LEVENE: April, September 1981. It's me. It isn't fucking Moss. (1.1.59-60)
The competition is so brutal between these guys that Levene resorts to numbers from years before to show that he has what it takes to beat Moss. The competition for them is not just about the current sales contest—it's about their whole careers.
LEVENE: I don't get on the board the thirtieth, they're going to can my ass. (1.1.83-84)
That about it sums it up: If you don't get past the others, you get fired. That's a pretty solid foundation for competition, right. This need to be on top leads these guys to make some pretty questionable decisions, particularly Levene. Did he really think that was going to turn things around by robbing his own company?
LEVENE: I NEED A SHOT. (1.1.67)
You ever see an old banged-up quarterback limping out onto the field? Even when they can't do it physically or mentally anymore, they still can't give up that desire to compete, and they still believe they're the best man for the job. That's kind of where Levene is right now. He remembers how great he once was, but he's not quite willing to admit that he just doesn't have it anymore.
AARONOW: I had to […] To get on the… (1.2.16-18)
Poor Aaronow had to take a nothing lead to try to get on the board, and went out and tried to sell to people he knew would never buy. That's how desperate the competition has made him. Still, he's not willing to take the steps that some of the others are willing to take to win. Does this make him weak, or does this make him the last guy with any sense of humanity left in the office?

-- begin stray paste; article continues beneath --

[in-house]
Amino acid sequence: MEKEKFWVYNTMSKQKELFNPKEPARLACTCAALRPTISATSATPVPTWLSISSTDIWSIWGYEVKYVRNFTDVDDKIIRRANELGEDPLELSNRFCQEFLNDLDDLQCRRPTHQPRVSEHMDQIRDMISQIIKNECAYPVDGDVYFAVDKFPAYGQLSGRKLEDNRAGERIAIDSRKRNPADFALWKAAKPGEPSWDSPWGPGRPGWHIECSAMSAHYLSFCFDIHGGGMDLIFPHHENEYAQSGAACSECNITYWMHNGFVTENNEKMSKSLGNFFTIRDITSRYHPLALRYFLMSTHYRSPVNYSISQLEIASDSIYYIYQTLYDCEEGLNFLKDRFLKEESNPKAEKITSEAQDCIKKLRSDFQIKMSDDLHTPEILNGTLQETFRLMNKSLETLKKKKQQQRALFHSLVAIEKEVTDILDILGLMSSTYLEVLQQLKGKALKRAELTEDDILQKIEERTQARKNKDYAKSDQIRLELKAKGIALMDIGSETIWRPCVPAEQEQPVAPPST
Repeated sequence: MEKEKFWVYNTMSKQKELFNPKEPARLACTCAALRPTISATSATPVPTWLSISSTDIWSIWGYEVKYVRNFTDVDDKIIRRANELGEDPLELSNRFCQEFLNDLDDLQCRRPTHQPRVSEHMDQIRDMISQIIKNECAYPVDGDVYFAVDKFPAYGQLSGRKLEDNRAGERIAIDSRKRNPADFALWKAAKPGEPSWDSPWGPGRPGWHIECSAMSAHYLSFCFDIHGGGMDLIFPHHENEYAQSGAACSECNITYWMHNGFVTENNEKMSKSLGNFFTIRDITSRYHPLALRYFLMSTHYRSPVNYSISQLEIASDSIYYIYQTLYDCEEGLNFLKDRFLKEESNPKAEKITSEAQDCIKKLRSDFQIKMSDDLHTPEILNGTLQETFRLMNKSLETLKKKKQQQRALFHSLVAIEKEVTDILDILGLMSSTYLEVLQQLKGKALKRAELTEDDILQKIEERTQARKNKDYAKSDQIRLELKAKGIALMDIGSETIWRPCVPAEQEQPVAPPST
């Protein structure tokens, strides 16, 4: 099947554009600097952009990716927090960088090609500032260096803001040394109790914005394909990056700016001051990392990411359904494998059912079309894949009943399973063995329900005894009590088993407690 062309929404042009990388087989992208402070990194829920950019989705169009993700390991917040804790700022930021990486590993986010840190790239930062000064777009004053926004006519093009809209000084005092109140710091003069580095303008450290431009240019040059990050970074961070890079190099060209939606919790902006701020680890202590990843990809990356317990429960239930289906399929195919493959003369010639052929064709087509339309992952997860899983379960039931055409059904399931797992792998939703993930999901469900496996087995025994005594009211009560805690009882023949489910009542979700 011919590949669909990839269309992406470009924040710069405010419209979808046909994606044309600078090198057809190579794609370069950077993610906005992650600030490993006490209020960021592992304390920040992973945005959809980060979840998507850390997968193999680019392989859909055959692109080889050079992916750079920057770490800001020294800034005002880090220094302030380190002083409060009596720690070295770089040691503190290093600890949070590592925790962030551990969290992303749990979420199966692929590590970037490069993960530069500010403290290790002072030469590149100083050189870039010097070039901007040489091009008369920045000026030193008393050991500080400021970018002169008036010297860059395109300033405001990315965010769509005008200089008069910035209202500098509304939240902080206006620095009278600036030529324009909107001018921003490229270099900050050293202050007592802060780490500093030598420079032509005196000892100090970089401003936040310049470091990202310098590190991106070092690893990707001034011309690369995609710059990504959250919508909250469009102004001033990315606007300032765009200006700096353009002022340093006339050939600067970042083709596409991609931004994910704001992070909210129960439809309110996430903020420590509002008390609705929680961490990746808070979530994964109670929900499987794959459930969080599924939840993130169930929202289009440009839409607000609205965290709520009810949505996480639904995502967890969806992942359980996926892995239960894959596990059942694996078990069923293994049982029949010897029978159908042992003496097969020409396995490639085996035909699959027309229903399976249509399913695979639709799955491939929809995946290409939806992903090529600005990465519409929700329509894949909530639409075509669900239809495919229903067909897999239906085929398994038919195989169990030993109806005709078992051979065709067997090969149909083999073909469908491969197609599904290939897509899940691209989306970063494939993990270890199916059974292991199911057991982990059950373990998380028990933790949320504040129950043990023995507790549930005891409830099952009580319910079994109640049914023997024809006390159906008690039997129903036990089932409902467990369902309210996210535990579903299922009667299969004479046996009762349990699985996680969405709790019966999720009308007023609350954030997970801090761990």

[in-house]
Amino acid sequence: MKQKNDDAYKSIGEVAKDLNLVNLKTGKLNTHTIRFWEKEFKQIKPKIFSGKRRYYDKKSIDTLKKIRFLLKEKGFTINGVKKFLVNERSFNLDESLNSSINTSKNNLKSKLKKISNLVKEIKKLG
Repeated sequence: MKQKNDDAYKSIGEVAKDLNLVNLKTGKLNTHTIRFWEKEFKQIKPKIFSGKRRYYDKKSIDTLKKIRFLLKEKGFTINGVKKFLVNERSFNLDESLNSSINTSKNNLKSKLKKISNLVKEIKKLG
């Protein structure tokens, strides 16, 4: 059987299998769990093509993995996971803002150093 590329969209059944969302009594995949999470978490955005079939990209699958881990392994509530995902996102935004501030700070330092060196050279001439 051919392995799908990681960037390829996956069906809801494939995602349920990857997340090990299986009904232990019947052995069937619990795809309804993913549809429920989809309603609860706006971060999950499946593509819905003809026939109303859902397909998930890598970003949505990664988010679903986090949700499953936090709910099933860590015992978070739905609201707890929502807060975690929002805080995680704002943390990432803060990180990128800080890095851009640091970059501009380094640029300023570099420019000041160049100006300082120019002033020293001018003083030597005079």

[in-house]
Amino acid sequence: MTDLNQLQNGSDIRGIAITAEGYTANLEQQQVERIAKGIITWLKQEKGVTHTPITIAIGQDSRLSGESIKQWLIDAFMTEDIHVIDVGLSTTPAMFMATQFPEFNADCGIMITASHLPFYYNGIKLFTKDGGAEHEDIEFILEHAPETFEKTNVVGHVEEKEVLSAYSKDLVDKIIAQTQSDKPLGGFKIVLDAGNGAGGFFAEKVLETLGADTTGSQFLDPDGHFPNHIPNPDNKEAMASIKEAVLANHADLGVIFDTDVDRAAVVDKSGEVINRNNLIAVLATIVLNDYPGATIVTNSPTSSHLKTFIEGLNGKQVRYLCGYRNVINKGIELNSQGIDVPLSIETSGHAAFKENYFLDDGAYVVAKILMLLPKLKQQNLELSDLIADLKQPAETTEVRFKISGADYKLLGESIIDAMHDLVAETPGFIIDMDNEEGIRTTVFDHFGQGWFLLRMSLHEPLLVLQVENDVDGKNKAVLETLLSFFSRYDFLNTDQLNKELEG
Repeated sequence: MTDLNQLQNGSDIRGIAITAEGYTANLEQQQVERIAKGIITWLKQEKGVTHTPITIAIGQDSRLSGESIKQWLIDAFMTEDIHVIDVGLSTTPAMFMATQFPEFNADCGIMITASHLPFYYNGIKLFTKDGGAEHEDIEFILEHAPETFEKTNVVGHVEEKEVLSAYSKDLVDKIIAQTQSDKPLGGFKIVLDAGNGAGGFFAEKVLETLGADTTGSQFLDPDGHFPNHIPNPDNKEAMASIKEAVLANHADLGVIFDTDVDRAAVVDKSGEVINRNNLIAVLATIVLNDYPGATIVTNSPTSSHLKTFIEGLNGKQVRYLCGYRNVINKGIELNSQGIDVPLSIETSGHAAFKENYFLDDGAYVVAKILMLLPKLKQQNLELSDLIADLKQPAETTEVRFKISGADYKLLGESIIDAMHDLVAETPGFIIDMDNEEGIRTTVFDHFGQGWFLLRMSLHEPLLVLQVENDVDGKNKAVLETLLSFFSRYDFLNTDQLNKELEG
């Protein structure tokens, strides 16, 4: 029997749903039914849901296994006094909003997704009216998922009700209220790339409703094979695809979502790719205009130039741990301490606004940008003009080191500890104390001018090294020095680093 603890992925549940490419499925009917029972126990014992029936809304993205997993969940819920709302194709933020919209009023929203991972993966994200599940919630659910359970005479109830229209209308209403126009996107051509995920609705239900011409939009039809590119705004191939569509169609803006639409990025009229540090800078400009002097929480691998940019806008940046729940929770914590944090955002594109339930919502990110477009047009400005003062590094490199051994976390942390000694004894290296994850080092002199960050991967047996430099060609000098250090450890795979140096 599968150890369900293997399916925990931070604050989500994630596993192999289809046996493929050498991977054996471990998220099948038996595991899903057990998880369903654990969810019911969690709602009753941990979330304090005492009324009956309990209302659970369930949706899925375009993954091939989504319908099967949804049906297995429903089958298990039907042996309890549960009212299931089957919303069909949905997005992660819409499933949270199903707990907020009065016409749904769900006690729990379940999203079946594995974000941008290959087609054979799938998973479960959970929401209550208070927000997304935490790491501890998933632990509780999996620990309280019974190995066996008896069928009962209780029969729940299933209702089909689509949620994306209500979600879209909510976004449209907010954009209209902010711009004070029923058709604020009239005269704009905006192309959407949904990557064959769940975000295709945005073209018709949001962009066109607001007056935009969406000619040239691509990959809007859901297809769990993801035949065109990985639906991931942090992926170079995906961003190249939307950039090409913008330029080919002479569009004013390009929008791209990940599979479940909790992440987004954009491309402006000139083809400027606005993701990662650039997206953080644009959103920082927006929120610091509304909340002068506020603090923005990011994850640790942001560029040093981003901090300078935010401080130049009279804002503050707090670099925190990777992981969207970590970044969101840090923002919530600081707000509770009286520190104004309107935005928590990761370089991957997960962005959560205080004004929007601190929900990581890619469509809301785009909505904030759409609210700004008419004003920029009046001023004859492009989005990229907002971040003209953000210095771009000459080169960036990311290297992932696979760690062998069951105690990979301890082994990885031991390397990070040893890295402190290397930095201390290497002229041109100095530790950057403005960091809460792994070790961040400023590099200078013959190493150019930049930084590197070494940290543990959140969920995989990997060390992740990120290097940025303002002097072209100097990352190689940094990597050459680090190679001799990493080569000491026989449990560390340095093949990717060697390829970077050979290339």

ROMA: Don't fuck with me, fella. I'm talking about a fuckin' Cadillac car that you owe me. (2.1.22-23)
Quick note: Roma says this to a cop. Yep, a cop. Do not get in the way of slick Rick when he has won.
ROMA: Lingk puts me over the top. (2.1.63)
People are nothing more than sales to Roma, and sales are just a means to beating everyone around him. Keep that in mind when Lingk comes back. Roma will do whatever he can to make a sale, including trying to talk a man out of doing what that man thinks is best for him and his wife.
AARONOW: I'm fine. You mean on the board? You mean on the board…?